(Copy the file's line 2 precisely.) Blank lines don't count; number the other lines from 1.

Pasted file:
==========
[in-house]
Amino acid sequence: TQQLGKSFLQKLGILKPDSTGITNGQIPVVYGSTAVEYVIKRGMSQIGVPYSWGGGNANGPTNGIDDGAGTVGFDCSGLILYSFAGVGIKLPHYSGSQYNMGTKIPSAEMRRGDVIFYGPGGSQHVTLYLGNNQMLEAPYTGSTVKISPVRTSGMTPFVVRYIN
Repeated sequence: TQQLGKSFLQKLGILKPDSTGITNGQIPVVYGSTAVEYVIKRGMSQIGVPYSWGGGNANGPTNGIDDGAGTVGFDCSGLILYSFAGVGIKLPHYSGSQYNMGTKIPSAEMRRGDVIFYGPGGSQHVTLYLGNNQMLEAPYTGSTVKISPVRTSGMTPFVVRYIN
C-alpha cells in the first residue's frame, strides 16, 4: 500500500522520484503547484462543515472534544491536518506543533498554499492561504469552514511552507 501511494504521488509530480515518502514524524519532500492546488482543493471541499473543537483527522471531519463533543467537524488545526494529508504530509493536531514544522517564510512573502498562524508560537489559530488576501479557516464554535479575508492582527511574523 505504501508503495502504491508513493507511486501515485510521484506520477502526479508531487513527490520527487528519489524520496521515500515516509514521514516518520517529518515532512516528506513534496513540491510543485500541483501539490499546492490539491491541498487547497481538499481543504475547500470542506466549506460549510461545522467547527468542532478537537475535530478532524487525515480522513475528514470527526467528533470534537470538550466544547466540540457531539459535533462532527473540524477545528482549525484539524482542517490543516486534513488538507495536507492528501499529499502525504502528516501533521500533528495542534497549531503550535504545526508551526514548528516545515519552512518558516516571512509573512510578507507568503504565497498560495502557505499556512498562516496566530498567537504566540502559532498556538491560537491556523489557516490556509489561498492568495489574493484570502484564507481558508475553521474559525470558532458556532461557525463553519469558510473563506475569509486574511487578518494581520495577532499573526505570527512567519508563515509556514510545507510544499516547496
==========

Amino acid sequence: TQQLGKSFLQKLGILKPDSTGITNGQIPVVYGSTAVEYVIKRGMSQIGVPYSWGGGNANGPTNGIDDGAGTVGFDCSGLILYSFAGVGIKLPHYSGSQYNMGTKIPSAEMRRGDVIFYGPGGSQHVTLYLGNNQMLEAPYTGSTVKISPVRTSGMTPFVVRYIN